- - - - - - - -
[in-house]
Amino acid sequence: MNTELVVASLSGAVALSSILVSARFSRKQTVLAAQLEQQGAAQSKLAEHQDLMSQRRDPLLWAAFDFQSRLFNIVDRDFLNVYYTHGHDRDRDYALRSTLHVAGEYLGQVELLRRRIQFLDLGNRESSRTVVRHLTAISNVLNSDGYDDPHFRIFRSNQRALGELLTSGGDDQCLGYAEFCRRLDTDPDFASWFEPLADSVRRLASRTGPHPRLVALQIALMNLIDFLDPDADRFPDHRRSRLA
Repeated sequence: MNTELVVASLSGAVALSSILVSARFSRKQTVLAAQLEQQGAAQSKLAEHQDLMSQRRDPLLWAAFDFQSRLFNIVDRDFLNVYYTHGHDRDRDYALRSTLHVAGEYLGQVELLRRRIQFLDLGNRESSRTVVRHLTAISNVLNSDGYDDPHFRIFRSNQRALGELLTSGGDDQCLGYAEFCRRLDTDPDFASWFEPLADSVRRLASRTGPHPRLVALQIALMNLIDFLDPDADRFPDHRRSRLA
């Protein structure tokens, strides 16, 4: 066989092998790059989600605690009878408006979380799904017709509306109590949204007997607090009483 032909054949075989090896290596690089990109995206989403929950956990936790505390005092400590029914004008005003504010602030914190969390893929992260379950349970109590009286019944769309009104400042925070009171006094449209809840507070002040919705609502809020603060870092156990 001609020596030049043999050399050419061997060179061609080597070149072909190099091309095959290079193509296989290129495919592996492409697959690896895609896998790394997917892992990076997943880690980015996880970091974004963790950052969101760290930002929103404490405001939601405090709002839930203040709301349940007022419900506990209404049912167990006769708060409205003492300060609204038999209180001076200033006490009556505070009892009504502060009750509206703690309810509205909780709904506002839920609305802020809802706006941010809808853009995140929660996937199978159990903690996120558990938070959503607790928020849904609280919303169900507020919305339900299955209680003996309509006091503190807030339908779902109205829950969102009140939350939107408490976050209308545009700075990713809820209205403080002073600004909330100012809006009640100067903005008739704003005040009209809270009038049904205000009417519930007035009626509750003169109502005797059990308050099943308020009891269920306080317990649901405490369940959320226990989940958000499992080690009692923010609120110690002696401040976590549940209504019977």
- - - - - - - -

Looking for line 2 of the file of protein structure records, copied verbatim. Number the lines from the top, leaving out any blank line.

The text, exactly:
Amino acid sequence: MNTELVVASLSGAVALSSILVSARFSRKQTVLAAQLEQQGAAQSKLAEHQDLMSQRRDPLLWAAFDFQSRLFNIVDRDFLNVYYTHGHDRDRDYALRSTLHVAGEYLGQVELLRRRIQFLDLGNRESSRTVVRHLTAISNVLNSDGYDDPHFRIFRSNQRALGELLTSGGDDQCLGYAEFCRRLDTDPDFASWFEPLADSVRRLASRTGPHPRLVALQIALMNLIDFLDPDADRFPDHRRSRLA